Q: Why not?

A: Because it assumes that everyone who copies a recording would have bought their own if they hadn’t copied it. Some would, no doubt, but by no means all of them. Some might already have bought a copy of the recording in another format. And still others might go out and buy a copy of a CD on the strength of hearing a copy of it. Not everyone out there is out to try to avoid paying for music, something the CD companies would be well advised to consider.

Anyway, wind the clock forward to today. CD is a digital medium and it can be recorded onto other digital media – anything on a computer is digital. And a digital copy of a digital recording is exactly the same as the recording you start with. There is no loss of quality. So, in principle, someone could buy or borrow a CD and record it perfectly with their computer, and make copies very easily. And copies can be made of the copies, and so on ad infinitum, all with no loss of quality. That scares the record companies. And, with the advent of DVDs for films, it scares Hollywood as well. They are worried that no-one will buy CDs or DVD movies any more.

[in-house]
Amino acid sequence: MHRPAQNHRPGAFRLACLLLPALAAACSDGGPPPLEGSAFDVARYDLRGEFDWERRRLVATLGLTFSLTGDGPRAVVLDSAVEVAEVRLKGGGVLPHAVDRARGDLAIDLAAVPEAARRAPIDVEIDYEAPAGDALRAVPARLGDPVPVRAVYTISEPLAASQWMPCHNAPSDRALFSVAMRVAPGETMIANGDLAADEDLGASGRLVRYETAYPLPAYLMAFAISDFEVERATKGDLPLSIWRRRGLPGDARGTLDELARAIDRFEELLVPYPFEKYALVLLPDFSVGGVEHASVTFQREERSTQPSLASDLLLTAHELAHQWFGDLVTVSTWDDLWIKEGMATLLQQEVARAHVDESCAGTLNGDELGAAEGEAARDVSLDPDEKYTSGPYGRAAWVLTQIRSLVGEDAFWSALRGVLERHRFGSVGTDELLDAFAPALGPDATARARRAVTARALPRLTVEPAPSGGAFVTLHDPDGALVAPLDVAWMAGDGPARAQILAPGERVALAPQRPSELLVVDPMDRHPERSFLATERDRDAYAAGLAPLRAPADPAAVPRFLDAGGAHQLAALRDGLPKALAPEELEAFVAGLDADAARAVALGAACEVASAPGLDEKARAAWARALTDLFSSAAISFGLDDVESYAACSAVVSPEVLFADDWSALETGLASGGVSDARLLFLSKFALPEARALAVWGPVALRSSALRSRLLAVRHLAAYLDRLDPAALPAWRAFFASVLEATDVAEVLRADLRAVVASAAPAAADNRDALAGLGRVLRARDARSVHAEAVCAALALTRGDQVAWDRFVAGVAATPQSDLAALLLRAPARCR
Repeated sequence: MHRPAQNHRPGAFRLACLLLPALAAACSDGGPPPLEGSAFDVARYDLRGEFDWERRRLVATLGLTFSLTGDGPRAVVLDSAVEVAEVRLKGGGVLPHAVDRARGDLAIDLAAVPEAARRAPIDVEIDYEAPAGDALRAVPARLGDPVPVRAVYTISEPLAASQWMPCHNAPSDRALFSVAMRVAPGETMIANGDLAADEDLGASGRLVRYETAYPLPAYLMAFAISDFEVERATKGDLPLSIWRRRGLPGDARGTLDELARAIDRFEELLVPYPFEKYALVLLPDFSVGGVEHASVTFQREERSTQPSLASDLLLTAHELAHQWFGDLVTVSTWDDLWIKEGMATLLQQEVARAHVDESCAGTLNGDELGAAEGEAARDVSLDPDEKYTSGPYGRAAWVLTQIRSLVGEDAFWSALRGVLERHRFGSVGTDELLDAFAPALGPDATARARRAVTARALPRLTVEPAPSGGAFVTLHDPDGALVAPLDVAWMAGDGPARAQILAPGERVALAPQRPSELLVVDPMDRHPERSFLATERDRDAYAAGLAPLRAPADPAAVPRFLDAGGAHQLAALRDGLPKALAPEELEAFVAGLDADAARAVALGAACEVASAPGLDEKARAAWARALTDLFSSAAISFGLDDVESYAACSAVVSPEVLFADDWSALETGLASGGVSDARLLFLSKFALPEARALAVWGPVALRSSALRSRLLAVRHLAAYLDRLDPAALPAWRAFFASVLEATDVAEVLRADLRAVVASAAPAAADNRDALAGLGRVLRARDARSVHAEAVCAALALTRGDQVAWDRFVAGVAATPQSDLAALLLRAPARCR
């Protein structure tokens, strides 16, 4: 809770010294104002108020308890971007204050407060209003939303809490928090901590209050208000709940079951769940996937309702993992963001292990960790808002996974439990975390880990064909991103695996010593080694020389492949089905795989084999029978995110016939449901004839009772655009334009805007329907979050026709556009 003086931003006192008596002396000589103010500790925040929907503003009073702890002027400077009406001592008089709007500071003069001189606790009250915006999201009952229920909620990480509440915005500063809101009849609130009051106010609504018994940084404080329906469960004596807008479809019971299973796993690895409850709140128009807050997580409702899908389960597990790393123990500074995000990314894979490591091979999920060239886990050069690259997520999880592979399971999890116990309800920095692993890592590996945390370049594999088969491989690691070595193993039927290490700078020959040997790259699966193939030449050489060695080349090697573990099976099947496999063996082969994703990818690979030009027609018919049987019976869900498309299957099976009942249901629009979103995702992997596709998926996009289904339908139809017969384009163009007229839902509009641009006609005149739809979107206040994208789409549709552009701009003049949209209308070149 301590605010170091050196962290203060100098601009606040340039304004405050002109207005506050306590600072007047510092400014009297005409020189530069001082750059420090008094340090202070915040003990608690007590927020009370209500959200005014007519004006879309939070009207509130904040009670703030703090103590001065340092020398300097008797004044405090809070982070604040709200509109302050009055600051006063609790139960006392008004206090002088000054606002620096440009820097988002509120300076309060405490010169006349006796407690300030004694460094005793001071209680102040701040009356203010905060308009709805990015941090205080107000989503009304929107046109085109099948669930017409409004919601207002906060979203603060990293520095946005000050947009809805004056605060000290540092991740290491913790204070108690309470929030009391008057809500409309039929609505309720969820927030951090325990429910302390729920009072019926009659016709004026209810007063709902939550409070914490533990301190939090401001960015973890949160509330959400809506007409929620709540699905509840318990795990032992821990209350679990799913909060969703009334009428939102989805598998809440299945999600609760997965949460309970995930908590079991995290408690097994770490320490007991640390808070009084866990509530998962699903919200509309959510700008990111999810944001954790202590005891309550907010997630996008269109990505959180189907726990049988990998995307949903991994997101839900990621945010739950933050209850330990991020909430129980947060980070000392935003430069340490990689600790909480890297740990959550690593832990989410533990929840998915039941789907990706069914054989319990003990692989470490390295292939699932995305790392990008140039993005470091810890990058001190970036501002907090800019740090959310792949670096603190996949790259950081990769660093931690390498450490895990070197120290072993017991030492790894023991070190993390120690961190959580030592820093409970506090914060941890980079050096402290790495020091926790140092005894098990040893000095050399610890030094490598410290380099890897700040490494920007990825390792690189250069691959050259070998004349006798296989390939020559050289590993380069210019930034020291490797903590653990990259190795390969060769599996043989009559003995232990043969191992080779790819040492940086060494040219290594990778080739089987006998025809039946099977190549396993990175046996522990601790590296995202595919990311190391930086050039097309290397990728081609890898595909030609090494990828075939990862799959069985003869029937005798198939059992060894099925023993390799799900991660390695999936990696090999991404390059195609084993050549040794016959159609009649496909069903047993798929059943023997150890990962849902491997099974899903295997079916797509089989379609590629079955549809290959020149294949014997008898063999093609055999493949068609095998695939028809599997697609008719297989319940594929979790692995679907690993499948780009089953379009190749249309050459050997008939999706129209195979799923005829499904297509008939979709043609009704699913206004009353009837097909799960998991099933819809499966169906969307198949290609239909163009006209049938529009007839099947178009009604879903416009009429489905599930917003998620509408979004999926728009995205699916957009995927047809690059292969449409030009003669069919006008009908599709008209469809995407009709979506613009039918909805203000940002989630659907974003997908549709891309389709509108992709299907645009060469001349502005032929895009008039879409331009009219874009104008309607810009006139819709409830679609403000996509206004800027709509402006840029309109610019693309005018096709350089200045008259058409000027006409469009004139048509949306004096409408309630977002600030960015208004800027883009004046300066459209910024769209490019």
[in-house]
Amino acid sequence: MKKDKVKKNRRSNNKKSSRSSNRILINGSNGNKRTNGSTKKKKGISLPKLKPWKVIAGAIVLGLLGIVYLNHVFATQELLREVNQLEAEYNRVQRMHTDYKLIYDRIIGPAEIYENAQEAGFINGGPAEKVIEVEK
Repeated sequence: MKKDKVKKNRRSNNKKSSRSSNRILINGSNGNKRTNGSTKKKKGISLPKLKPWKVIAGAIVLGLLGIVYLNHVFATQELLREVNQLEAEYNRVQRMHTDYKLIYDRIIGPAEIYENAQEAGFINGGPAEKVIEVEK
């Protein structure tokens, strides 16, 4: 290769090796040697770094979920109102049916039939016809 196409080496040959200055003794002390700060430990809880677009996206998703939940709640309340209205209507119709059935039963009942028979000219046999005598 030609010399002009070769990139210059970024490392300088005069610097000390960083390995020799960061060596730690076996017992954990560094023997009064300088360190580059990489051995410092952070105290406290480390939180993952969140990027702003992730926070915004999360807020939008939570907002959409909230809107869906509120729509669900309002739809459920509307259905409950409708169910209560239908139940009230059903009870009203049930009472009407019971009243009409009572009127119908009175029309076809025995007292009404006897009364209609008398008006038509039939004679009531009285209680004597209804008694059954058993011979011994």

Q: Don’t the music and film companies have a point?

A: Yes, they do – it’s a real problem for them. Basically the technology – I mean the availability of commodity PCs and the Internet – has destroyed their business model, which is promote the hell out of a few acts and charge $35 a CD for everything they do. But the CD and film companies have tried to make this into a problem for everyone else.

Q: How so?

A: A couple of main ways. The first is in so-called Digital Rights Management.

Q: I wondered when we were going to get to that!